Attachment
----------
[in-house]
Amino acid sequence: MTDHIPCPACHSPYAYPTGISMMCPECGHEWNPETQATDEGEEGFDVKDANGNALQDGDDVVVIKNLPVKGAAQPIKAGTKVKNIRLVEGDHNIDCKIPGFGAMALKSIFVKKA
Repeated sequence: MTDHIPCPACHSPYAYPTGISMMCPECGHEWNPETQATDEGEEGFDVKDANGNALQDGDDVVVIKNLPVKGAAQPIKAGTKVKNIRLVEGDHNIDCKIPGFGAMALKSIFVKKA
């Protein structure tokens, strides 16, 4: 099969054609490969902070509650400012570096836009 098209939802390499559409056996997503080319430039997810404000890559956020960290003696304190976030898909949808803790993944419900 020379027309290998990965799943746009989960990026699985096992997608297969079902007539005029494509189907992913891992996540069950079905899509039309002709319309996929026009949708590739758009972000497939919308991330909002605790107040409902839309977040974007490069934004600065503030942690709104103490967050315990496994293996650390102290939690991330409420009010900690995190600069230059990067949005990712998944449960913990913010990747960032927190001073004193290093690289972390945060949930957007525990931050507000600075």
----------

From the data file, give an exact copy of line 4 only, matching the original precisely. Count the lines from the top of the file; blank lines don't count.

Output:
């Protein structure tokens, strides 16, 4: 099969054609490969902070509650400012570096836009 098209939802390499559409056996997503080319430039997810404000890559956020960290003696304190976030898909949808803790993944419900 020379027309290998990965799943746009989960990026699985096992997608297969079902007539005029494509189907992913891992996540069950079905899509039309002709319309996929026009949708590739758009972000497939919308991330909002605790107040409902839309977040974007490069934004600065503030942690709104103490967050315990496994293996650390102290939690991330409420009010900690995190600069230059990067949005990712998944449960913990913010990747960032927190001073004193290093690289972390945060949930957007525990931050507000600075």